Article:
Rules for consideration (H. Res. 116) of the fiscal 2007 continuing resolution to fund the federal government/Motion to order the previous question (end debate and prohibit amendment)
house Roll Call 66 Jan 31, 2007
This was a procedural vote on a resolution outlining the rules for debate on a spending bill to fund the government through the end of the 2007 fiscal year, which ends Sept. 30. Essentially, this vote forced an end to debate on the rules for consideration in order to bring the measure up for a vote.
The rules of consideration, or rules package as it is commonly known, outline how much time will be given to each side for debate and what amendments will be considered in order.
In this case, the majority Democrats proposed what's known as a closed rule and barred Republican amendments. Republicans protested the move because they said that the continuing resolution (CR) amounted to an omnibus appropriations bill, in which they had very little say. An omnibus is a number of spending bills together in one piece of legislation for expediency.
The appropriations bill was necessary at all only because Republicans did not finish the mandatory spending bills at the end of their tenure in the leadership of both chambers of Congress in January 2007 and instead passed a CR that funded the government until Feb. 15. Rather than pass individual bills for the nine leftover fiscal 2007 spending measures, the new Democratic leadership chose to roll them all into one bill. Without another continuing resolution to fund the departments and agencies, a large portion of the federal government would have to shut down.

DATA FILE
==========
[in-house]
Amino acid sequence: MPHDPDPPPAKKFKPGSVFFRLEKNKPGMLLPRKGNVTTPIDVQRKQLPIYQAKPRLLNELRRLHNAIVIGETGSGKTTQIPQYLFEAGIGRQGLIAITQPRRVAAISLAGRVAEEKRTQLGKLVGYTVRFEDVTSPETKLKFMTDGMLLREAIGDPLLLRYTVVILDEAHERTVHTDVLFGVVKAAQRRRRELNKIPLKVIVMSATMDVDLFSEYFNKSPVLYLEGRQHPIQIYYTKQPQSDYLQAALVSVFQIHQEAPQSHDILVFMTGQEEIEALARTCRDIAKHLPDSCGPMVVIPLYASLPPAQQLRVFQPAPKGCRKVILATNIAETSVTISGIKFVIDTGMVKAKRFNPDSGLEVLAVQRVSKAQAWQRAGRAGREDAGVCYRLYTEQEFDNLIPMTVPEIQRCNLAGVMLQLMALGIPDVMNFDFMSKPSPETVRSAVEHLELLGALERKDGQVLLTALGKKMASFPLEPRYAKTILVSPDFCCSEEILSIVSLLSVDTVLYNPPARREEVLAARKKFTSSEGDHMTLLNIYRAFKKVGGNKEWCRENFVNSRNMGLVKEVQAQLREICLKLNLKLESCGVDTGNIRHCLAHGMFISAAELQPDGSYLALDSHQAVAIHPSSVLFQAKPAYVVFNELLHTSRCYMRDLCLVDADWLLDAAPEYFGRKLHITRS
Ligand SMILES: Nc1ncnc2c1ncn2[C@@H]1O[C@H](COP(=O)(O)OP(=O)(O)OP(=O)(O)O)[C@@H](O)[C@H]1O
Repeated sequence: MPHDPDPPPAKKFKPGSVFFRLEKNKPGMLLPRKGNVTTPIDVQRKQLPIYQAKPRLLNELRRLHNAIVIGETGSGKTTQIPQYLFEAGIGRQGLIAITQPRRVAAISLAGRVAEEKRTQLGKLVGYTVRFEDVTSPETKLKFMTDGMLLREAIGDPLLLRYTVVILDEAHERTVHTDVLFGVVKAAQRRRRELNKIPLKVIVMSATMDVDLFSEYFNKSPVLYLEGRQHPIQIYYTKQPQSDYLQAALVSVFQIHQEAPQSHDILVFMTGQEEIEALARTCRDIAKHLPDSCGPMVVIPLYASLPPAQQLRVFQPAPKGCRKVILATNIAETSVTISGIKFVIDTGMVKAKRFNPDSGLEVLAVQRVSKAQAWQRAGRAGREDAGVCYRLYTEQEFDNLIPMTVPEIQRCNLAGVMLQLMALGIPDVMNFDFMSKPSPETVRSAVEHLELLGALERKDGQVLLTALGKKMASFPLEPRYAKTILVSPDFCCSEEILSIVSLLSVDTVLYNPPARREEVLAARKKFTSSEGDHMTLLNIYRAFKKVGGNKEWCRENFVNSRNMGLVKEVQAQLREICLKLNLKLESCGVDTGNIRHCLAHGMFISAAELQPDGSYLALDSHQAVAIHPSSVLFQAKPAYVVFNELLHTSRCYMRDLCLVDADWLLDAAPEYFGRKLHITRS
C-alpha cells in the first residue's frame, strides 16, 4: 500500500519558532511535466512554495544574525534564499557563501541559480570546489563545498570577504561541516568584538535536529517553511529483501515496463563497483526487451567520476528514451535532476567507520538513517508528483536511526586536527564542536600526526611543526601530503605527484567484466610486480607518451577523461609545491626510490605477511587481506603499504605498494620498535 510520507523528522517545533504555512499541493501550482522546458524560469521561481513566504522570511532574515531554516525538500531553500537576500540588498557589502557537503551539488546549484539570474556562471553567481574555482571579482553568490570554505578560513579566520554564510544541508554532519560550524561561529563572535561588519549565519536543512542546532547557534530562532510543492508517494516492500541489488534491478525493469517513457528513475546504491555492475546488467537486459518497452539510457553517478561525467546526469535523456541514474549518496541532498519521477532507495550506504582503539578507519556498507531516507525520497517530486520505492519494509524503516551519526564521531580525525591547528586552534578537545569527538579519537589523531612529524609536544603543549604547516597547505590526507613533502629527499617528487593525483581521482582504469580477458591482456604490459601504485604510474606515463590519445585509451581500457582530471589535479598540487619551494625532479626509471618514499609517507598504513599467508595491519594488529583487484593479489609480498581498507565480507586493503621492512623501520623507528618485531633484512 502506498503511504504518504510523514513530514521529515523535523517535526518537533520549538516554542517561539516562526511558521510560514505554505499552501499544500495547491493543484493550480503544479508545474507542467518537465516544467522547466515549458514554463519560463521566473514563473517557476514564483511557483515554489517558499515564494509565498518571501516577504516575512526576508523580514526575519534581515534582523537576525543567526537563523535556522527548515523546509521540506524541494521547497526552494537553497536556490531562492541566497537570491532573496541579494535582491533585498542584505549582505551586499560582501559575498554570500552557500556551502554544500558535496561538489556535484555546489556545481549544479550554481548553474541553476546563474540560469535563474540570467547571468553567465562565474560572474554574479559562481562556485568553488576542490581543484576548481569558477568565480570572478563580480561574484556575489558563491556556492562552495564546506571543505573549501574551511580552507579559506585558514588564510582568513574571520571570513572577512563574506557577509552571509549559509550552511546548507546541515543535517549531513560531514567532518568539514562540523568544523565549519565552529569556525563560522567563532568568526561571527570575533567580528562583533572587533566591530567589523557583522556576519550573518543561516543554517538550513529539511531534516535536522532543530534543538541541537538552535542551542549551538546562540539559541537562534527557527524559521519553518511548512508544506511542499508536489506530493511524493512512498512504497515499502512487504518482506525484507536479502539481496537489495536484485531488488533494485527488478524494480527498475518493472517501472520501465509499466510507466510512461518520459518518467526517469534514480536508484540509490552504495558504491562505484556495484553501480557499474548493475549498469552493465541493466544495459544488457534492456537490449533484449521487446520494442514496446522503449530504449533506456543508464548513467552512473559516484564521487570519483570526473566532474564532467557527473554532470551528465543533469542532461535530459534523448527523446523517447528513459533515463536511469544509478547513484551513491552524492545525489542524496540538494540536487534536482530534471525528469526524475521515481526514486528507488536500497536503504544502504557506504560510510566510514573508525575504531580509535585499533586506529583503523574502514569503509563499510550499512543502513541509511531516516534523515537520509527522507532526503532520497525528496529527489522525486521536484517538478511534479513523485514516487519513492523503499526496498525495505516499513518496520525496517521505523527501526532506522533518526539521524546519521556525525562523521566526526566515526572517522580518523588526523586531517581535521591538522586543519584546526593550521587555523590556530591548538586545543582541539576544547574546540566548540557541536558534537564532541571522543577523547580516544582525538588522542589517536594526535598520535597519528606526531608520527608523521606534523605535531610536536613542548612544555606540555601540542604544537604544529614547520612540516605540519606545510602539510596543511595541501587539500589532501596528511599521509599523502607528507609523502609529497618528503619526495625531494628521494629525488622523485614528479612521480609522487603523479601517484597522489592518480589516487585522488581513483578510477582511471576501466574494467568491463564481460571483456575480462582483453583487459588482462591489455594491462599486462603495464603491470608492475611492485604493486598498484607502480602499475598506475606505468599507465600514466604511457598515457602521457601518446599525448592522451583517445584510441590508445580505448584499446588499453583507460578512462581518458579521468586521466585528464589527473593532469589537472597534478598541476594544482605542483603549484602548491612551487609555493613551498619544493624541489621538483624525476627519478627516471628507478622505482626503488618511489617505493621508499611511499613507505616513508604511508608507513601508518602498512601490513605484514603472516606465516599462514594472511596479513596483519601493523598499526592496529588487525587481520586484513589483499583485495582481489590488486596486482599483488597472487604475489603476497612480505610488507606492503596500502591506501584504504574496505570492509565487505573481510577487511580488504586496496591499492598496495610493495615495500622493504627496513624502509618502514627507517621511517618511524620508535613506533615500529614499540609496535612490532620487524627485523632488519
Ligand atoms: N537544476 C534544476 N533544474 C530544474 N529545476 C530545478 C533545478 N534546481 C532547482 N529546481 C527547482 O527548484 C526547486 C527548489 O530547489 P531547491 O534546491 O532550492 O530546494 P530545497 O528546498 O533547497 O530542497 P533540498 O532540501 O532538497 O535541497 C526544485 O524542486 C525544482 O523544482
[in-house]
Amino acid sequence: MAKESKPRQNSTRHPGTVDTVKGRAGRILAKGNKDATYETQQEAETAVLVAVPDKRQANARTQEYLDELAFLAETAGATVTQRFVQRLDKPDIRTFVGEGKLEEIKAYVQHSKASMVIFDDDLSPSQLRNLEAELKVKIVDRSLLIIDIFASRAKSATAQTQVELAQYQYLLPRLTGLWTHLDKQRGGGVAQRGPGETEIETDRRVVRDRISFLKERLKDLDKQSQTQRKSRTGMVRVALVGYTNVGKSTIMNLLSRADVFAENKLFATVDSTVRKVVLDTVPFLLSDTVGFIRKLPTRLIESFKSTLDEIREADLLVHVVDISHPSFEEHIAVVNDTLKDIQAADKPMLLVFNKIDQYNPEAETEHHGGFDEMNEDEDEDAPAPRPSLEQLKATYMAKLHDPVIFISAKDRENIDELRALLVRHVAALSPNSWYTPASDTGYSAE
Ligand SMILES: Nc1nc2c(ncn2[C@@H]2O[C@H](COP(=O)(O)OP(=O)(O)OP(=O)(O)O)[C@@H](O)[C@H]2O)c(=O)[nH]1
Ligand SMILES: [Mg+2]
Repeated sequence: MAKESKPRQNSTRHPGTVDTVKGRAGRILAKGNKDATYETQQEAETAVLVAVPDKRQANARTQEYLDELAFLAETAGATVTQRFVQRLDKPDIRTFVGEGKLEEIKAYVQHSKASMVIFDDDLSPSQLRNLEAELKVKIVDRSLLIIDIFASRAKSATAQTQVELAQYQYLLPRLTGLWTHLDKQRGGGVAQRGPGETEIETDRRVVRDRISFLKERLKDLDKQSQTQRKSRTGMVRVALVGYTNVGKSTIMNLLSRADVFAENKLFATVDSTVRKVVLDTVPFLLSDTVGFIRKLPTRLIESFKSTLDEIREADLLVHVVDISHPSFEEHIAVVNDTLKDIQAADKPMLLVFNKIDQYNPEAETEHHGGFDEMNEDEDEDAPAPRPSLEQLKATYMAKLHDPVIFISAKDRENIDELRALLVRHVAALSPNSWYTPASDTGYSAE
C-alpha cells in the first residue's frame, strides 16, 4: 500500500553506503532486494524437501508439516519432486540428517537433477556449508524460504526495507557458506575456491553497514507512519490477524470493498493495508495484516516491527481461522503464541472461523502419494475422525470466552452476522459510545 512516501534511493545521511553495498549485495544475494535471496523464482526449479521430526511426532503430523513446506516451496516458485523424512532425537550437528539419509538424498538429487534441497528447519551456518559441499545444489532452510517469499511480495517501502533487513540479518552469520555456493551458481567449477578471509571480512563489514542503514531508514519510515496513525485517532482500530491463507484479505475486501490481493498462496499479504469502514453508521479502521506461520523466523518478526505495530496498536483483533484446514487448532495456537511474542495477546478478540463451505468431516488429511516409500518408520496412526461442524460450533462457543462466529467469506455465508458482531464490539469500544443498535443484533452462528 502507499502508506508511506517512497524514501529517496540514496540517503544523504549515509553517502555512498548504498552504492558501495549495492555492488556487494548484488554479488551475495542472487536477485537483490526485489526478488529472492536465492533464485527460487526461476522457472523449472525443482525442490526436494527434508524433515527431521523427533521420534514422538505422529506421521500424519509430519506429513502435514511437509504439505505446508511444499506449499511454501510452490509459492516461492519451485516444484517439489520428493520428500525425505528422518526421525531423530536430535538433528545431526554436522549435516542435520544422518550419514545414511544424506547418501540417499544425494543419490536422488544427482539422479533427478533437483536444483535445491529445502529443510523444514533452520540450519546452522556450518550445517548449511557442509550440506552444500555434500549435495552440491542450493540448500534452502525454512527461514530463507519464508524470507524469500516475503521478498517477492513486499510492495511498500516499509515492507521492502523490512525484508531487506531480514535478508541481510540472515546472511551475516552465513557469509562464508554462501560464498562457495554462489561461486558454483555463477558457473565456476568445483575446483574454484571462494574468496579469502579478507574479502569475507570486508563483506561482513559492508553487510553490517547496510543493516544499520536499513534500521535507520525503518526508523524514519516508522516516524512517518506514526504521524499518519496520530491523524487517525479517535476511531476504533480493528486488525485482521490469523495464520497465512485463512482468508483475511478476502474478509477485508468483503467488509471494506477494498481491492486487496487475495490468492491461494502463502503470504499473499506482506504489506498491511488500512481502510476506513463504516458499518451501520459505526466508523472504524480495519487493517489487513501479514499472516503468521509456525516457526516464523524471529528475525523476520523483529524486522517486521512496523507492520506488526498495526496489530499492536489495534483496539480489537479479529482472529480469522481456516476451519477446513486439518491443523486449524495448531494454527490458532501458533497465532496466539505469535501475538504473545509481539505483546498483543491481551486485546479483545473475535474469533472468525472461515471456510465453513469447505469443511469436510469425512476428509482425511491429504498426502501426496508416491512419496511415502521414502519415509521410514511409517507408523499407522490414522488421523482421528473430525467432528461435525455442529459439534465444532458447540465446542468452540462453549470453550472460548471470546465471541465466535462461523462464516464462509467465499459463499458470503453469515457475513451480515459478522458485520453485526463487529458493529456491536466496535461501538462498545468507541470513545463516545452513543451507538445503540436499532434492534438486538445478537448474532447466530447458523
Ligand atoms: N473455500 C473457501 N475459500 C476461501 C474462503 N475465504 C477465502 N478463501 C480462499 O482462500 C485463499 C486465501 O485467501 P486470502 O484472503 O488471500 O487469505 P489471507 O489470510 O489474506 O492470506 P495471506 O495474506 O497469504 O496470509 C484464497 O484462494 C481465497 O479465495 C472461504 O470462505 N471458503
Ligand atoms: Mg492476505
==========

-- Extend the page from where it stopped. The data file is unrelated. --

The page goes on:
The continuing resolution would provide $463.5 billion for the programs covered by the nine outstanding fiscal 2007 appropriations bills.
Republicans were indignant at the process that created the bill, and thus bitterly opposed the rules for debate. "It is legislation that few have seen, which cannot be amended in any way, and that will pass this House after only one hour of debate," Rep. Jerry Lewis (R-Calif.) said.
Democrats defended the closed rule by pointing out that such stopgap spending measures typically are passed without the opportunity for amendment. Republicans countered that was only true when they were true continuing resolutions, unlike this legislation, which included many changes over fiscal 2006 funding levels. Typically, CRs are one-page documents that just carry forward last year's funding levels into the next fiscal year with mere inflationary adjustments. This legislation carried 137 pages of budgetary changes to veterans' benefits, health care and education.
Appropriations Chairman David Obey (D-Wis.) said Republicans abdicated their responsibilities by leaving the fiscal 2007 spending bills to the next Congress. "You forfeited any right to squawk about how we cleaned up your mess," he said.
This vote was a motion ordering the previous question, which is a parliamentary maneuver that effectively ends debate, prohibits amendment and moves the House to a vote for an up-or-down of the resolution under consideration. If the motion for the previous question is defeated, the House in effect turns control of the floor over to the lawmaker who led the opposition to the question at hand, usually a member of the minority party. As such, motions to order the previous question are usually party-line votes, and the majority party almost always prevails.
Such was the case for this vote, and all Republicans present but one voted against the measure and all Democrats present but two voted for it, and the motion passed 227-192. Thus, on a party-line vote the House overcame a procedural hurdle and came one step closer to passing rules for debate for a spending bill to fund the federal government through the remainder of fiscal 2007.
MAKING GOVERNMENT WORK FOR EVERYONE, NOT JUST THE RICH OR POWERFUL — Adequate Government Funding for a Broad Range of Human Needs
MAKING GOVERNMENT WORK FOR EVERYONE, NOT JUST THE RICH OR POWERFUL — Insuring Government Has Adequate Financing to Function
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